Tackling the ethnicity attainment gap

The ethnicity attainment gap has made press headlines recently with inequalities within educational institutions in the UK being highlighted. In the HE sector, the ethnicity attainment gap refers to the difference between the proportion of white UK-domiciled students who are awarded a first or upper second class degree and the proportion of UK-domiciled black, Asian and minority ethnic (BAME) students who are awarded degrees of the same class.The persistence of the ethnicity attainment gap raises questions about the responsibility of the HE sector for such inequalities, challenging universities to undertake interventions to tackle it. BAME students begin university with the same grades as their white counterparts but are less likely to receive a first or upper second. Universities are therefore working to deliver a holistic approach to addressing the structural barriers that are experienced by BAME students. The numerous factors that feed into the ethnicity attainment gap are complex, including embedded societal and institutional barriers within education and its delivery.Au20-in-text-bannerTo tackle the ethnicity attainment gap, universities are placing emphasis on diversity policies becoming standard practice, embedded in institutional cultures. Experiences and actions of staff members have an impact on the performance of BAME students. For example, staff may be unaware of the demographics of their student populations and universities are working to address this. Another contributing factor is the lack of BAME staff members (particularly at senior and professorial levels) and so BAME students may feel disengaged by a lack of ethnically diverse role models. Again this is another area of focus for senior management teams.Content design and delivery can also be contributory factors to the ethnicity attainment gap and under-achievement by BAME students. Frustration can result if courses are designed and taught by non-BAME academics lacking understanding of potentially diverse backgrounds and views within the classroom. Delivery of a Western-centric curriculum can also play a part in contributing to the ethnicity attainment gap.HE institutions are working hard to address these issues. One of the commonly used methods is to take a context-specific approach with a series of co-ordinated interventions implemented across the institution by senior management via their academic and professional services staff members. Issues currently being addressed include tackling unconscious bias amongst staff (for example though training and practical issues such as the use of anonymous marking), emphasis on hearing and responding to the student voice, and the de-colonialization of the curriculum.International students do not view themselves as ethnic minorities although they frequently represent a wide range of different nationalities and cultures. Hearing their voices is increasingly becoming part of universities’ action to widen cultural understanding and improve student attainment outcomes.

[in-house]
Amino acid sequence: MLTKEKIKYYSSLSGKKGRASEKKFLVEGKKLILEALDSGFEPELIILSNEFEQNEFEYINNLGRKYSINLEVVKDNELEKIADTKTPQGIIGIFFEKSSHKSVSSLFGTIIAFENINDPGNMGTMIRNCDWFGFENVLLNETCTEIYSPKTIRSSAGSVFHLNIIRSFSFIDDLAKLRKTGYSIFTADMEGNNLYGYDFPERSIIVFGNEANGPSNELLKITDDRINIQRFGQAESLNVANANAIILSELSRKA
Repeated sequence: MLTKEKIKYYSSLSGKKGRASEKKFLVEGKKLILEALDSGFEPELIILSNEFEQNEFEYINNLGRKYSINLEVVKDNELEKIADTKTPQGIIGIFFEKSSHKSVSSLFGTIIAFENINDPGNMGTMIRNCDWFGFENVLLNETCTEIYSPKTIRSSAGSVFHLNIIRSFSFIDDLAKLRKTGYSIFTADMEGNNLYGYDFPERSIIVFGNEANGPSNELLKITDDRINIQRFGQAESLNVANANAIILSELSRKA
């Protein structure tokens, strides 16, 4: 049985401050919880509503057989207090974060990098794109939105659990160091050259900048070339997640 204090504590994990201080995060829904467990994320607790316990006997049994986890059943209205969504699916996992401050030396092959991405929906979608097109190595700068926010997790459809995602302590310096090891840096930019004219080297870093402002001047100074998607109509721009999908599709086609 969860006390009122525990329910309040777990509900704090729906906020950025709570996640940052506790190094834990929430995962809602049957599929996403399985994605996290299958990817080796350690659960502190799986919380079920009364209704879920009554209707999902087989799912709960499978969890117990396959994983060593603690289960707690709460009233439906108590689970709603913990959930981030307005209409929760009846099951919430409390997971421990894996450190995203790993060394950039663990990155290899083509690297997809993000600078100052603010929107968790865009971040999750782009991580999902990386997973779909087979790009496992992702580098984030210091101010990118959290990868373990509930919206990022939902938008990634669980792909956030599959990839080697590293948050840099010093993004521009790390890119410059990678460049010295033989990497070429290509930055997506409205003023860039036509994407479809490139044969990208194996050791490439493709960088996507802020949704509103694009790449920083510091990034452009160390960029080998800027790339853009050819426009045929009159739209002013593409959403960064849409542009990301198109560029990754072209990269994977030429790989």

Curriculum de-colonialization

De-colonialization involves identifying colonial systems, structures and relationships and working to challenge those systems. De-colonialization thus seeks to make the educational environment as equal and just as possible, thereby creating a welcoming and supportive environment for a wide array of students while fulfilling the academic mission of cultivating knowledge ideas and skills.Action is being taken to make curricula both ‘informative’ and ‘performative’. Informative refers to the conveyance of subject-specific content and performative relates to subject parameters and the assignment of authoritative weight to the content included within it. De-colonialization requires ideas and perspectives that normalise ‘Western-ness’ be addressed. However, it is not simply the token inclusion of the intellectual achievement of non-white cultures; rather, it involves a paradigm shift from a culture of exclusion and denial to the making of space for other political philosophies and knowledge systems. Universities are thus undertaking a cultural shift to think more widely about the origin of common knowledge and to adjust curriculum delivery to recognise alternative cultural perceptions of power relations.
Think Global People Autumn 2020 issue
This article is taken from the first issue of Think Global People, the new home of Relocate Magazine.
Click on the cover to access the digital edition or read all of the articles on our website.